From the Lab to the Classroom05.28.2013 | Students, Science
Thirteen professionals and recent college graduates with backgrounds in science, math and engineering will soon be teaching math and science in high-need local schools as part of an innovative teacher-prep program at the University of Dayton.
The Ohio Board of Regents, the Ohio Department of Education and the Woodrow Wilson National Fellowship Foundation jointly announced the 2013 Woodrow Wilson Ohio Teaching Fellows in an event today at the Ohio Statehouse. These 77 fellows — from cities throughout Ohio — have been accepted into the program at seven Ohio colleges.
The University of Dayton's cohort includes a biology professor, a published astrophysicist and NASA fellow, a gold miner, an insurance and safety professional, a research assistant with multiple sclerosis patients and several tutors, among others.
(For bios on the 13 fellows in the University of Dayton's 2013 cohort, visit the related article)
The program recruits accomplished career changers and outstanding recent college graduates in science, technology, engineering, mathematics and medicine (the STEMM fields); transforms the way they are prepared for jobs as teachers; and places them in teaching positions at Ohio's urban and rural schools.
The 2013 fellows are the third class of new teacher candidates to be prepared through the program since the fellowship was launched in Ohio in 2010. They are the second class to attend the University of Dayton. The University's first cohort of 11 teachers graduated earlier this month, and all received offers to teach three years in Dayton-area, high-need schools.
"The success of our first Woodrow Wilson fellows exceeded our initial high expectations, and we are eager to continue this program that aligns with our Catholic, Marianist mission to serve our community and educate for the changing times," said Kevin Kelly, dean of the University of Dayton School of Education and Health Sciences. "The fellows will make a difference in Ohio schools and open new career paths in science, technology, engineering and math for students."
Partner universities have redesigned teacher preparation programs to prepare the fellows in local classrooms, providing an in-depth clinical experience with mentoring and support from the university and teachers in the district. The hands-on training is similar to how physicians learn in hospitals. Programs also emphasize specific teaching approaches for STEMM fields. After a year of intensive preparation alongside teachers in their classrooms, fellows commit to teach for at least three years in a high-need Ohio school.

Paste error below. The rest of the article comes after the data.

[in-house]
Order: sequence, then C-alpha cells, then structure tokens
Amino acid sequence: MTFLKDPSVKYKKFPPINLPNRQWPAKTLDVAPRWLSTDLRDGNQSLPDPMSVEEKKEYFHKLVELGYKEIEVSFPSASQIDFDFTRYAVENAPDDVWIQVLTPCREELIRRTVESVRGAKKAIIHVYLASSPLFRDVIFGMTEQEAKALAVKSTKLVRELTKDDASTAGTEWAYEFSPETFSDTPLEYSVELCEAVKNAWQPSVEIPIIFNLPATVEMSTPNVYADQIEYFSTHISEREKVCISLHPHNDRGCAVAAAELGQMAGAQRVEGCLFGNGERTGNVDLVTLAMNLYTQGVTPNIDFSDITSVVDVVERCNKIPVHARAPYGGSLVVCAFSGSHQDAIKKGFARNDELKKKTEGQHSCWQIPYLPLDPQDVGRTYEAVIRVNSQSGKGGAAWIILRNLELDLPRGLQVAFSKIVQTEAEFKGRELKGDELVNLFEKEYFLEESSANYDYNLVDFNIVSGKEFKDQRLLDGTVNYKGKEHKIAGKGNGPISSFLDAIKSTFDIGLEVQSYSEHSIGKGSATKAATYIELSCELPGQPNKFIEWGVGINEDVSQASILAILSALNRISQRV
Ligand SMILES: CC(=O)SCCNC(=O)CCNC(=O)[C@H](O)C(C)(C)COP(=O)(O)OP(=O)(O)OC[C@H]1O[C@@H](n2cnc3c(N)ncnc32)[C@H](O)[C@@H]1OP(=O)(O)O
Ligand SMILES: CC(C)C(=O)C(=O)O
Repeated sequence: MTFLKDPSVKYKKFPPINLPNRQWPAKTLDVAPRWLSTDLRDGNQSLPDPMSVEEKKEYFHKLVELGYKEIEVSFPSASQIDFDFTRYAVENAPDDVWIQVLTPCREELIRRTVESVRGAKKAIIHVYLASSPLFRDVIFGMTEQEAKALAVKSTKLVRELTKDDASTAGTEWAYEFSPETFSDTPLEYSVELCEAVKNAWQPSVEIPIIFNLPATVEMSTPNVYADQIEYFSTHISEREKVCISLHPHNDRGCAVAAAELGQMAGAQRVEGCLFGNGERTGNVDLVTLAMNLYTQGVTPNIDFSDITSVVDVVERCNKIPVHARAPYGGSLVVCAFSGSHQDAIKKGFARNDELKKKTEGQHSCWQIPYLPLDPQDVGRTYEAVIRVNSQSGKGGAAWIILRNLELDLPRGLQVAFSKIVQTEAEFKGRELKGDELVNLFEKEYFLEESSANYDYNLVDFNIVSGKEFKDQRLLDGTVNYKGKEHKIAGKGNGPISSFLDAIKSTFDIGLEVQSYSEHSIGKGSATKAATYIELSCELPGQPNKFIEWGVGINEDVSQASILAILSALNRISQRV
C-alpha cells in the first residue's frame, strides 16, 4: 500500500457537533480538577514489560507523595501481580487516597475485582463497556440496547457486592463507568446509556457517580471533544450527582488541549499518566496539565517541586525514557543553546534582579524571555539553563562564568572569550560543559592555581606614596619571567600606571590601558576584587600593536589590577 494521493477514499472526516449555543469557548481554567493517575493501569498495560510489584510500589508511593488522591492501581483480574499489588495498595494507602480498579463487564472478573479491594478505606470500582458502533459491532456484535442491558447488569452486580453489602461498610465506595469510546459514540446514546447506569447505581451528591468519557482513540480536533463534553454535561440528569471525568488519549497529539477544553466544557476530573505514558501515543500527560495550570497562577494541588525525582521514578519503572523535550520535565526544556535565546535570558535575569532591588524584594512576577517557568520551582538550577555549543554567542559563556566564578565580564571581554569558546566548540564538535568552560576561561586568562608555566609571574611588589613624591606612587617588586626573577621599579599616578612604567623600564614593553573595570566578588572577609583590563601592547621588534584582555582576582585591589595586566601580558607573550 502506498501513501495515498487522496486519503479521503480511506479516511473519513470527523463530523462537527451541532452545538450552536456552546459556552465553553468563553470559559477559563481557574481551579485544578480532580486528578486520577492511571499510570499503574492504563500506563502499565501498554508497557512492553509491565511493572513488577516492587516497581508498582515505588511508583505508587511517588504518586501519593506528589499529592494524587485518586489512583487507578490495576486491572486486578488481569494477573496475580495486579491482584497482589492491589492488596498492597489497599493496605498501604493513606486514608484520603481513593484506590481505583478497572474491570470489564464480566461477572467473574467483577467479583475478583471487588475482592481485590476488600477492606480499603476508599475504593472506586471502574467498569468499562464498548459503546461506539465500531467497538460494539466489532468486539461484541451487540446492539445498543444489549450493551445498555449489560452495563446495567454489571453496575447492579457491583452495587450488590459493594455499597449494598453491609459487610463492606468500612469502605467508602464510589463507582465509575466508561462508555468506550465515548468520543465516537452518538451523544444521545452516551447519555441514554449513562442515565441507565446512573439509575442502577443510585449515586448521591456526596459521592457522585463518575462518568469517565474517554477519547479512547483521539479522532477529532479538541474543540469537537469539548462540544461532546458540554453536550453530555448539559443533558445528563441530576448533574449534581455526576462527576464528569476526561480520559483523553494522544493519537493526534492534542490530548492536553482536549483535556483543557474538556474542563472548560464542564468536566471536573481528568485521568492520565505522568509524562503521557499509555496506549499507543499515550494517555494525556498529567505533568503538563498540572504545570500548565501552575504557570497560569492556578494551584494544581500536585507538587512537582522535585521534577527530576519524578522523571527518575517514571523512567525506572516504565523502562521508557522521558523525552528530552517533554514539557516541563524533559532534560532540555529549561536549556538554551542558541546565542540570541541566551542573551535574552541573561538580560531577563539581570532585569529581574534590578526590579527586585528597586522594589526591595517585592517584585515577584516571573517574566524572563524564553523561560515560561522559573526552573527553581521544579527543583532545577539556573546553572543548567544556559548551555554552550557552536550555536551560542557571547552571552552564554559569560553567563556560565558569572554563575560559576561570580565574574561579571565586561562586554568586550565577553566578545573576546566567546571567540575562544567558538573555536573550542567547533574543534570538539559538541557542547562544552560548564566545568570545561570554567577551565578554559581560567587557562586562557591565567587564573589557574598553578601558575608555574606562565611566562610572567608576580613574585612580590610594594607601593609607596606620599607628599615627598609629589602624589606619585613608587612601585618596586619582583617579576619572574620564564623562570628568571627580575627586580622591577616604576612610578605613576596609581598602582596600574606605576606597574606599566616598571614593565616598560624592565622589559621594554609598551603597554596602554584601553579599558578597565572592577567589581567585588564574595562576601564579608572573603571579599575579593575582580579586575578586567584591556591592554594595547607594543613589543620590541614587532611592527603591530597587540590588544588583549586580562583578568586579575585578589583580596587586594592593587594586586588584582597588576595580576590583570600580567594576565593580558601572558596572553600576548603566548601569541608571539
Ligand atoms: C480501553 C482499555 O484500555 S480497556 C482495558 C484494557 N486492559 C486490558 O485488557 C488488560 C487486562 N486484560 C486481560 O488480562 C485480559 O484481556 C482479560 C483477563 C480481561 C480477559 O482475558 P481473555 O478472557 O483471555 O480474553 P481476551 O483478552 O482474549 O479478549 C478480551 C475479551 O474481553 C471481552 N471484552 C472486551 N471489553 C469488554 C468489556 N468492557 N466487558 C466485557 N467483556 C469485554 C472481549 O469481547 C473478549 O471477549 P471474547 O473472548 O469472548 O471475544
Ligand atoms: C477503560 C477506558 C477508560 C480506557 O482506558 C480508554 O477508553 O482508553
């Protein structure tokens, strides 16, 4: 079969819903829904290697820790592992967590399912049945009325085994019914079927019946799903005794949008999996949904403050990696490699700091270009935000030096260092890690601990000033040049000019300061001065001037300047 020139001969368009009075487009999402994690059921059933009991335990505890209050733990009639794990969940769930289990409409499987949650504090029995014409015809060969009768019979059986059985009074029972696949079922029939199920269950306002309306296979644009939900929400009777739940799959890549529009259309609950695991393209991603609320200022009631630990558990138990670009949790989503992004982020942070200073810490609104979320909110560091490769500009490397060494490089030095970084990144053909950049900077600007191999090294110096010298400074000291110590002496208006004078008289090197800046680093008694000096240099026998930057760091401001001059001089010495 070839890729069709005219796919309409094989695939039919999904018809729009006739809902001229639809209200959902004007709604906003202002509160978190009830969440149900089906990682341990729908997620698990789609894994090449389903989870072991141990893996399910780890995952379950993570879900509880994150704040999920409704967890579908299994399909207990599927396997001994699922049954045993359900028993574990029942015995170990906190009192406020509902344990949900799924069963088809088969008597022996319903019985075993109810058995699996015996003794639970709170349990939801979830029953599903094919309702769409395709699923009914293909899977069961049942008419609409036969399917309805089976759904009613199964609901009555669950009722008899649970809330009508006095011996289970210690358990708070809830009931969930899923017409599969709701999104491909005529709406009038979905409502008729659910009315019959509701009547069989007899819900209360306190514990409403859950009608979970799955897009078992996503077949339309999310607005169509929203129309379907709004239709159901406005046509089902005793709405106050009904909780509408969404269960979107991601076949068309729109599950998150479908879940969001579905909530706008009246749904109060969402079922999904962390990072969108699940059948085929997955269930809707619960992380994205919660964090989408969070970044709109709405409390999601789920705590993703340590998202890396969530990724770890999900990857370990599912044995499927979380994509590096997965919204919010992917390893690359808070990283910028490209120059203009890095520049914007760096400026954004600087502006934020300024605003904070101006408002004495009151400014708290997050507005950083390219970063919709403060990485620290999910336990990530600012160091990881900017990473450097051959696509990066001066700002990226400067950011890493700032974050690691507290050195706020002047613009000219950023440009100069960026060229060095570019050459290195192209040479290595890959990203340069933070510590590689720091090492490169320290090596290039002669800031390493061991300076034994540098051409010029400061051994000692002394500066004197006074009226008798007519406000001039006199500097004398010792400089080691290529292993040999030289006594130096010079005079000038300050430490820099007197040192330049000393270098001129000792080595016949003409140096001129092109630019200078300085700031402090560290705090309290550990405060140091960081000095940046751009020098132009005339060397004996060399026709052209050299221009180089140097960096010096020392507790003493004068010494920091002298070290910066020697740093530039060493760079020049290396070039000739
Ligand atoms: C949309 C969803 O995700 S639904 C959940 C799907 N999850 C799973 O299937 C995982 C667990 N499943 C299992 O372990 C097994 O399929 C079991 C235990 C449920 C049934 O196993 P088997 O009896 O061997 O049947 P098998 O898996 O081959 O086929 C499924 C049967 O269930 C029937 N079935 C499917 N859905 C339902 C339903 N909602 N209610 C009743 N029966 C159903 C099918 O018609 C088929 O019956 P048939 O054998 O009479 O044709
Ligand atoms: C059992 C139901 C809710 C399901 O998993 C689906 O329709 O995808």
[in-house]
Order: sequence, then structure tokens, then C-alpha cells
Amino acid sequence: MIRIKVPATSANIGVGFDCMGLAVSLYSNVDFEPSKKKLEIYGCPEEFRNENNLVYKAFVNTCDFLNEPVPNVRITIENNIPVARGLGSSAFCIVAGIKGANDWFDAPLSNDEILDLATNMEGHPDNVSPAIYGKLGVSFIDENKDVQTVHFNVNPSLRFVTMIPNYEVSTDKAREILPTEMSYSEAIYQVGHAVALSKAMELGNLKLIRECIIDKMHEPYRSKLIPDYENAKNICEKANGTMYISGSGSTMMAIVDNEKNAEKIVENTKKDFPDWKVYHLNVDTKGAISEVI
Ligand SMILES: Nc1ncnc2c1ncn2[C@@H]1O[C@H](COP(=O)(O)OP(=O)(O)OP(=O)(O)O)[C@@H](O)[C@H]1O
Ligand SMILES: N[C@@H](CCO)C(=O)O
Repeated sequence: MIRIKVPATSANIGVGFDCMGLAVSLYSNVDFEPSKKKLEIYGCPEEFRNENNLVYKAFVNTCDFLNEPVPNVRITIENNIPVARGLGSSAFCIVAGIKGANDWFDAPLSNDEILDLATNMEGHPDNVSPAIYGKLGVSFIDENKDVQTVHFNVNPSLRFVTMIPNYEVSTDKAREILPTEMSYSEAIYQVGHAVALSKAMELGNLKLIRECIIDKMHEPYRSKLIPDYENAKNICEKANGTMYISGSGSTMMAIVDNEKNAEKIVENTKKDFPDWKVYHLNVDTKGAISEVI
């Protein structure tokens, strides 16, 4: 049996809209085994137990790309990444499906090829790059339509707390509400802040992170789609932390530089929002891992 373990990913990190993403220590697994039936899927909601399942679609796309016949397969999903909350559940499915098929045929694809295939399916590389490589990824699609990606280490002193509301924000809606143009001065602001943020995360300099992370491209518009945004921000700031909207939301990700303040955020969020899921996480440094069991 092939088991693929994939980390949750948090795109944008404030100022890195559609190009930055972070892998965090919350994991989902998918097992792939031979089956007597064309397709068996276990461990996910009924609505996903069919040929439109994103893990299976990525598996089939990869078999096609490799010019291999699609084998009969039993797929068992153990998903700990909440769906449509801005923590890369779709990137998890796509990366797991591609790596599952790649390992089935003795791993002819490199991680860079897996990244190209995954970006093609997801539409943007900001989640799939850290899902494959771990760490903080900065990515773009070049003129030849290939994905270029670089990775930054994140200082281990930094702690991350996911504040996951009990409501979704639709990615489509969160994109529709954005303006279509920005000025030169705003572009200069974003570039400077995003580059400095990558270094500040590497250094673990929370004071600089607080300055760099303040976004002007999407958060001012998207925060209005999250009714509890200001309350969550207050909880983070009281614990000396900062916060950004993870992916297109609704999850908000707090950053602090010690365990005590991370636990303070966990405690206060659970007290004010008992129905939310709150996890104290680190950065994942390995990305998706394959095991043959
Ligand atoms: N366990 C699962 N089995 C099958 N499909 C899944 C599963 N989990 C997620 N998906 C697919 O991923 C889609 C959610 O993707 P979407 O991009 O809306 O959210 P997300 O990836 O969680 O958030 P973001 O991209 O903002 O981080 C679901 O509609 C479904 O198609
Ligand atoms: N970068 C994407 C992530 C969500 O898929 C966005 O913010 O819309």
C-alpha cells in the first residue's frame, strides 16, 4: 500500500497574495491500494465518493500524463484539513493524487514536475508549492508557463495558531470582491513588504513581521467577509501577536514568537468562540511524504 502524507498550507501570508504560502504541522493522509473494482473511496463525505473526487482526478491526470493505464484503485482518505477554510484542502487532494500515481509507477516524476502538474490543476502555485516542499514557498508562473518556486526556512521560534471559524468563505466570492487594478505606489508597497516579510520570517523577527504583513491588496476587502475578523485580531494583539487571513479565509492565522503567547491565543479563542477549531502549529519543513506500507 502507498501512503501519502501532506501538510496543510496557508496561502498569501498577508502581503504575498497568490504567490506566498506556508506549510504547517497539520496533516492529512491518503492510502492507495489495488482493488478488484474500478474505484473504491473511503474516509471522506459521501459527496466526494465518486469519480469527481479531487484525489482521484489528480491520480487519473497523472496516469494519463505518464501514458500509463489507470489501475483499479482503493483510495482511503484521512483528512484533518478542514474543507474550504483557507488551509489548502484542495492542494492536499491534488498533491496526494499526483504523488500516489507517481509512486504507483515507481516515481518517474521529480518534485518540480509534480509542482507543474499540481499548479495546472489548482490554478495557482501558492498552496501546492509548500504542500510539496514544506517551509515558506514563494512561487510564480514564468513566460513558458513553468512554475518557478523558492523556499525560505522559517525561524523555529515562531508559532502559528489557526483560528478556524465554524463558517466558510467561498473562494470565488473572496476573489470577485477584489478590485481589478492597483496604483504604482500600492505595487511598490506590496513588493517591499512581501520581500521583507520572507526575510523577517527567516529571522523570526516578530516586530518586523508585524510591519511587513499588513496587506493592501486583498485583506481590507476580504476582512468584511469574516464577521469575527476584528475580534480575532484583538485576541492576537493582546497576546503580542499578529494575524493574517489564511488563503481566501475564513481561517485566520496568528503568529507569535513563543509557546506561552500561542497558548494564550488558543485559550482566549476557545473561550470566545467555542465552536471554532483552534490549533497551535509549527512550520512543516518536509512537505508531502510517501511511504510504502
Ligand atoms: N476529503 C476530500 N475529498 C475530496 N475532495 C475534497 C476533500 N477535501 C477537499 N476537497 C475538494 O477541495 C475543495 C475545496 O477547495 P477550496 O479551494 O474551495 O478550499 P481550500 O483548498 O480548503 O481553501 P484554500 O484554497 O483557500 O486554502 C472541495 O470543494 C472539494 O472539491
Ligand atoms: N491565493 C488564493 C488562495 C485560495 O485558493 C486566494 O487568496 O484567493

Each of the 77 fellows in the 2013 class will receive a $30,000 stipend to complete a special intensive master's program at one of the participating institutions. The Woodrow Wilson National Fellowship Foundation of Princeton, N.J., administers the program.
The new fellows, whose master's work begins June 24, will be ready to teach students in fall 2014.
Since the program’s inception in 2010, 219 fellows have been named in Ohio, having a projected eventual impact on the lives of at least 22,000 students each year.
Ohio launched its Woodrow Wilson Teaching Fellowship in March 2010 at John Carroll University, The Ohio State University, the University of Akron and the University of Cincinnati. In 2011, the University of Dayton, Ohio University and the University of Toledo joined the program. For a factsheet on the Fellowship and a map of participating universities, visit the related link.
"These students represent the best and brightest teachers in Ohio and are reflective of the advances that Ohio is making in the STEMM fields," Board of Regents Chancellor John Carey said. "Their efforts as Woodrow Wilson Teaching Fellows will impact not only their own futures but also the futures of thousands of students in our high-need schools."
Ohio launched its Woodrow Wilson Teaching Fellowship in March 2010, joining Indiana and Michigan as host states for the program. In each state, a blend of private and public support has been key to the creation of the program, as have gubernatorial leadership and statewide coalition-building.
The program is made possible with federal Race to the Top funds as well as commitments from six Ohio funders, including The Cleveland Foundation, George Gund Foundation, Martha Holden Jennings Foundation, GAR Foundation, Battelle Memorial Institute and The Battelle Fund at the Columbus Foundation, plus matching funds provided by the campuses. Additional support for the program came from the state’s Choose Ohio First program.